ARTICULATORY DYNAMICS IN OROFACIAL CANCER PATIENTS

  • Leonard, Rebecca J (PI)

Project: Research project

Project Details

Description

Orofacial cancer and its sequelae can produce disfigurement,
serious problems related to food and airway management, and
severe speech impairment. The intent of this project is to
thoroughly describe the speech characteristics of a wide variety
of orofacial cancer patients, including those with partial or total
glossectomy, mandibulectomy, maxillectomy and/or more
extensive facial excisions. Data obtained from analyses of
acoustic, aerodynamic, biomechanical and perceptual
characteristics of speech in these patients will provide the basis
for attempts to model both the nature and degree of speech
impairment in orofacial cancer. An additional objective is to
evaluate, within each resection category, the effects on speech of
variables such as pre- or post-surgical radiation, type of
reconstructive procedure and post-treatment sensory-motor
integrity of the oral complex. It is expected that information
resulting from these studies will direct the formulation of
principles useful to the prognostic and therapeutic management of
speech rehabilitation in this patient population. In particular,
observed effects of vocal tract alterations will be incorporated in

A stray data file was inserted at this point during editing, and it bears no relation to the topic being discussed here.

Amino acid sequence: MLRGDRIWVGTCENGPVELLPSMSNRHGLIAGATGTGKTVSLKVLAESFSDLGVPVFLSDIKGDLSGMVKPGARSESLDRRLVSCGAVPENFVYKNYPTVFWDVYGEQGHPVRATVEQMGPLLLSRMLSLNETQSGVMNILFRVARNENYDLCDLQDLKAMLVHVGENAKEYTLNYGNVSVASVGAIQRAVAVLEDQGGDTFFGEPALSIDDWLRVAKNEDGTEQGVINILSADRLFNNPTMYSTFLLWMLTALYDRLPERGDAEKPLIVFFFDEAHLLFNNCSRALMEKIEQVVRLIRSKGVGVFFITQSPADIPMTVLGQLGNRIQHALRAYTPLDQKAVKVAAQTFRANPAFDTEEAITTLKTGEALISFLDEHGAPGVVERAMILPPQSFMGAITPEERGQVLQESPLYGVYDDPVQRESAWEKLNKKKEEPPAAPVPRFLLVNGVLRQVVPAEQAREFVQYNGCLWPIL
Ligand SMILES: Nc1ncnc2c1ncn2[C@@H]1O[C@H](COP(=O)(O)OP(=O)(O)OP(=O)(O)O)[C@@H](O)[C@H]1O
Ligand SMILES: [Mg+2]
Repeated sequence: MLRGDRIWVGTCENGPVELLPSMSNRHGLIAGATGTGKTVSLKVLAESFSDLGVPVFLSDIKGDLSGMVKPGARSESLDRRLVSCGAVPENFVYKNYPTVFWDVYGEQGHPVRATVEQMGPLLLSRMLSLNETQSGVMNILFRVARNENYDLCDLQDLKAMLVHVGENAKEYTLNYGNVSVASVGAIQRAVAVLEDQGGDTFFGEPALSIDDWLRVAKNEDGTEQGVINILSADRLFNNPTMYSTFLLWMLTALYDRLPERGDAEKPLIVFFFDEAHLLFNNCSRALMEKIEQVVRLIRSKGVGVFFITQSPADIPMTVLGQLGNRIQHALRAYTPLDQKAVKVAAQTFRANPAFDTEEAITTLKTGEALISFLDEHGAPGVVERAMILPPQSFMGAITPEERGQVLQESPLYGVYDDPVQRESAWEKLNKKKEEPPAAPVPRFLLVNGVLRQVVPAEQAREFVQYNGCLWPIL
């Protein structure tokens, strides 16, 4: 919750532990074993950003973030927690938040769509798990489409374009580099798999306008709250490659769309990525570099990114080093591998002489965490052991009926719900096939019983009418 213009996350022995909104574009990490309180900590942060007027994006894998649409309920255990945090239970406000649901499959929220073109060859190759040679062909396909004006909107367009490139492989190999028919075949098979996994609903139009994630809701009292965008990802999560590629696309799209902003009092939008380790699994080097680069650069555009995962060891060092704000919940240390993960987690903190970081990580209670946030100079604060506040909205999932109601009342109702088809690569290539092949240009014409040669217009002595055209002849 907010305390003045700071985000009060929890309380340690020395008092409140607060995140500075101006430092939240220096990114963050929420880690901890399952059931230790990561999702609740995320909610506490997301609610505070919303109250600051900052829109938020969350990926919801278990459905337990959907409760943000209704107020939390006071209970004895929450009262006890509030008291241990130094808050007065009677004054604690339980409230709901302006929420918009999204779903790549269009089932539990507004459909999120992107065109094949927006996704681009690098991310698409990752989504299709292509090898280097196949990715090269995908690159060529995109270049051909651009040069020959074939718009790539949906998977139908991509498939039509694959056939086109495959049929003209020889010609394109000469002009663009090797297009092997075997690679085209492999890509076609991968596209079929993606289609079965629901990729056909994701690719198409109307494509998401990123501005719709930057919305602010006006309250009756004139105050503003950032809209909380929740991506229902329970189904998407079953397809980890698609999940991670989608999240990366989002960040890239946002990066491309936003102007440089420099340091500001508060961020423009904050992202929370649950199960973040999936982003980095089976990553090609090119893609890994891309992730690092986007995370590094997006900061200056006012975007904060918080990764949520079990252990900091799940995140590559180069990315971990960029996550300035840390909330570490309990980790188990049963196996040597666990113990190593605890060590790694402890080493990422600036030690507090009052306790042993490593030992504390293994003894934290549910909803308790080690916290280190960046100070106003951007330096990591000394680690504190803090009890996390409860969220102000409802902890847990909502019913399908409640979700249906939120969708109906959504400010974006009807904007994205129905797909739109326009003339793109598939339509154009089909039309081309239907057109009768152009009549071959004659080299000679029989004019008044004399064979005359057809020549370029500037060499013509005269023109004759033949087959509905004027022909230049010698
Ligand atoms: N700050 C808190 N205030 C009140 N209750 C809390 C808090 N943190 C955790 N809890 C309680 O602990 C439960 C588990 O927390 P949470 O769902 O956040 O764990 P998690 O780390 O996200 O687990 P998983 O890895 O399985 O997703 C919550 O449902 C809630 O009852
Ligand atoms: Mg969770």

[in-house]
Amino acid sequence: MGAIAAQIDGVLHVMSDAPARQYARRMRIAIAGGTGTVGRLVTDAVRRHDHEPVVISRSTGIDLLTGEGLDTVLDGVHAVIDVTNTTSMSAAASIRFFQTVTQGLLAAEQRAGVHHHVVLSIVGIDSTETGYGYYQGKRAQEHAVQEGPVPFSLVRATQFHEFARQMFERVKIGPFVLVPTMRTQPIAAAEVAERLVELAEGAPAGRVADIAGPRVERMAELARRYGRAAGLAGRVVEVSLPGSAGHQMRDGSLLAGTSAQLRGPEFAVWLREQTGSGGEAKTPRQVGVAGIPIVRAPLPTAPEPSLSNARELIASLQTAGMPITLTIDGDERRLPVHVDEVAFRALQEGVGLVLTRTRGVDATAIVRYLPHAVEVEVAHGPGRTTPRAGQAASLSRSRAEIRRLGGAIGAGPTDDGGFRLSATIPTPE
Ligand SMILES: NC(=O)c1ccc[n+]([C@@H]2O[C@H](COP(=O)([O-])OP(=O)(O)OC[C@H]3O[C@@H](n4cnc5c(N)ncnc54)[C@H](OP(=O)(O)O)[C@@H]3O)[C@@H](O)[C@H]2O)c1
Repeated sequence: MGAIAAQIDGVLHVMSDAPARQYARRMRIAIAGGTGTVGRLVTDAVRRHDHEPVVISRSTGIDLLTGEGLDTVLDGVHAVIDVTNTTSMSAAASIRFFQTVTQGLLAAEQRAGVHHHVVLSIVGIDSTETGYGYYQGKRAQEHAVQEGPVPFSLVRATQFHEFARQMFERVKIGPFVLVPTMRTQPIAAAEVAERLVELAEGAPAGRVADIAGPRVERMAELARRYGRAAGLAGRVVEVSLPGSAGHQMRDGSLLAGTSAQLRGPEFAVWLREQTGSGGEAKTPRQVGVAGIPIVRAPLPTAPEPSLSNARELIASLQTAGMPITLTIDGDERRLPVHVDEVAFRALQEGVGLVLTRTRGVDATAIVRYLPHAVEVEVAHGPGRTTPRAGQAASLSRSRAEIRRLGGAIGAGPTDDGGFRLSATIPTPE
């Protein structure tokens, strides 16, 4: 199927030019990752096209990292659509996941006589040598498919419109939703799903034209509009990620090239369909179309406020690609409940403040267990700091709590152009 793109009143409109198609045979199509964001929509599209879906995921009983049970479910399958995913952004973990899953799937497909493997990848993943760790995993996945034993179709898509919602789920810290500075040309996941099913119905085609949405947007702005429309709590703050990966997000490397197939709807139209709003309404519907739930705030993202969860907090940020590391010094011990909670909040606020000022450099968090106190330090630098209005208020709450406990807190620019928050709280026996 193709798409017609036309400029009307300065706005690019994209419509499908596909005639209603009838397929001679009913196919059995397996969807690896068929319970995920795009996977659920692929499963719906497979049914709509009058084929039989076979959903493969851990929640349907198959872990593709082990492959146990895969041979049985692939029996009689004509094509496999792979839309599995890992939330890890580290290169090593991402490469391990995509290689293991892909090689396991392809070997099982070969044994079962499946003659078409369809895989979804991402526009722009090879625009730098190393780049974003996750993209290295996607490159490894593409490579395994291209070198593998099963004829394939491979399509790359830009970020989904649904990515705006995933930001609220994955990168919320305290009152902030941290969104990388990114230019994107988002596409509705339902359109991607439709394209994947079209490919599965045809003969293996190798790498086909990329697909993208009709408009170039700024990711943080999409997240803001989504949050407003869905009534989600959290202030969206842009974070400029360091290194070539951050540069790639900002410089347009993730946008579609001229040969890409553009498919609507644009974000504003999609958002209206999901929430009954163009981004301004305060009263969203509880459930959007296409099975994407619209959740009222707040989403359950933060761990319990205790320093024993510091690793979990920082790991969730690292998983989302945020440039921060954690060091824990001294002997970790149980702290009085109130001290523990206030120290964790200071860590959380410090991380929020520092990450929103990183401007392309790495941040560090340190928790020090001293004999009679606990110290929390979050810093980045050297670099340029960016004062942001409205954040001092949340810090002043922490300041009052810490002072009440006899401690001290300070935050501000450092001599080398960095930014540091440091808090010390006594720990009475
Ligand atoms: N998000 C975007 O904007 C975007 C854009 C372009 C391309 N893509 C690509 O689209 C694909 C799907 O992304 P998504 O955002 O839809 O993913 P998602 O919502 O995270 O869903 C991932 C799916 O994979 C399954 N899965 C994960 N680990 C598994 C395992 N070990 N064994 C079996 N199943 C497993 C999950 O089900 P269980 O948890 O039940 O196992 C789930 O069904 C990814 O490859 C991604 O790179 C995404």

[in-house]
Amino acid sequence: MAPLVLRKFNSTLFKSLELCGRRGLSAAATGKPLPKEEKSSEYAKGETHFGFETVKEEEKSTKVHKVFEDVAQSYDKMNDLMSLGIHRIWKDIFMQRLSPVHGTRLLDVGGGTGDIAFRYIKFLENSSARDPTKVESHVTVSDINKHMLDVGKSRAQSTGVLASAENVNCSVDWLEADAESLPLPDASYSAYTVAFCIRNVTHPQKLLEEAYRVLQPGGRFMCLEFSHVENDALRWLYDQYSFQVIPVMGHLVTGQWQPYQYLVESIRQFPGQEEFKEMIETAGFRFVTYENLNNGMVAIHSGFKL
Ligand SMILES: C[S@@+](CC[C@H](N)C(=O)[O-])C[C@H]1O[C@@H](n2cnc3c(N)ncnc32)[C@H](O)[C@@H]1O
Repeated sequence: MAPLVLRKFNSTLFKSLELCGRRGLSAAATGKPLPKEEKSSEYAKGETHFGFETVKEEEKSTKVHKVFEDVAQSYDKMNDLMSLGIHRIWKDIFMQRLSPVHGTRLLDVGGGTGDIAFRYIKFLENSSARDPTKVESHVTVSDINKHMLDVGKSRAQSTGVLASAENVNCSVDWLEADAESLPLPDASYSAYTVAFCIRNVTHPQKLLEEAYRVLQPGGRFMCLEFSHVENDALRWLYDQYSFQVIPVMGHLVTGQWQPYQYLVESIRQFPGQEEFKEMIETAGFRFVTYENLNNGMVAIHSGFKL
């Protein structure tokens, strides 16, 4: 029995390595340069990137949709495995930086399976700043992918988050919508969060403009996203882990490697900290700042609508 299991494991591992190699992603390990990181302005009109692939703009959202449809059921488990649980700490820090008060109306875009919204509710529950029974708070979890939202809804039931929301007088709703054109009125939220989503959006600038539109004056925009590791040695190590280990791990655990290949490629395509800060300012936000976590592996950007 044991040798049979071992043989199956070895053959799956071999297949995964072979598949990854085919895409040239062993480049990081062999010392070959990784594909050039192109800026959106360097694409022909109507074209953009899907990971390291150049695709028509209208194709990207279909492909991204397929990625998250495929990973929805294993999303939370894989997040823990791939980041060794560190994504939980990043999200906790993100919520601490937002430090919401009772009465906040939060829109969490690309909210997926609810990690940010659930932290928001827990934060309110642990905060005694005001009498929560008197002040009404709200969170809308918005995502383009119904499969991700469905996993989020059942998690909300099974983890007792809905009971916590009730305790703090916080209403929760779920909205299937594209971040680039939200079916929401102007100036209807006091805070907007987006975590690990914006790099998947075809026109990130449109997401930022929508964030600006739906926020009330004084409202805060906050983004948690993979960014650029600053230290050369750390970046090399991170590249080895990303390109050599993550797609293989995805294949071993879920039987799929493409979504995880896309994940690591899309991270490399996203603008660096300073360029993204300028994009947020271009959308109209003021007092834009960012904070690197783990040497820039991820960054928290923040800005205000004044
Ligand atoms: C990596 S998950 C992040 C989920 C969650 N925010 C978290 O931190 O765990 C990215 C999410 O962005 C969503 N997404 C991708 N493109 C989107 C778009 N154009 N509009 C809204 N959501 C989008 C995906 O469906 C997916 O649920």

the design of speech prostheses in selected patients. Though
individual patient differences must be accounted for, it is
anticipated that principles extracted from the proposed initial
studies of speech will ultimately enable the computer-assisted
design of speech prostheses on an "a priori" basis. That is, "input"
regarding an individual's unique anatomical and physiological
circumstances, related to knowledge of vocal tract parameters
critical to the normalization of speech, will lead to a
prosthetically modified vocal tract (computer simulated) which
could be tested for speech "output" prior to the actual fabrication
of a prosthesis. Evaluation of each prosthesis' effects on speech
will be followed by revisions and further evaluation in order to
refine and elaborate this process. A final objective, also
dependent on the outcome of preliminary studies, will be and
investigation of the potential for movement in certain types of
glossal prostheses. Insights gained from the successful completion
of some or all of the study objectives outlined here could restore
communicative power to patients whose loss of speech skills is
often extremely debilitating and, in fact, a serious deterrent to
all aspects of rehabilitation.
StatusFinished
Effective start/end date5/1/874/30/92

Funding

  • National Institutes of Health
  • National Institutes of Health
  • National Institutes of Health
  • National Institutes of Health
  • National Institutes of Health
  • National Institutes of Health

ASJC

  • Medicine(all)

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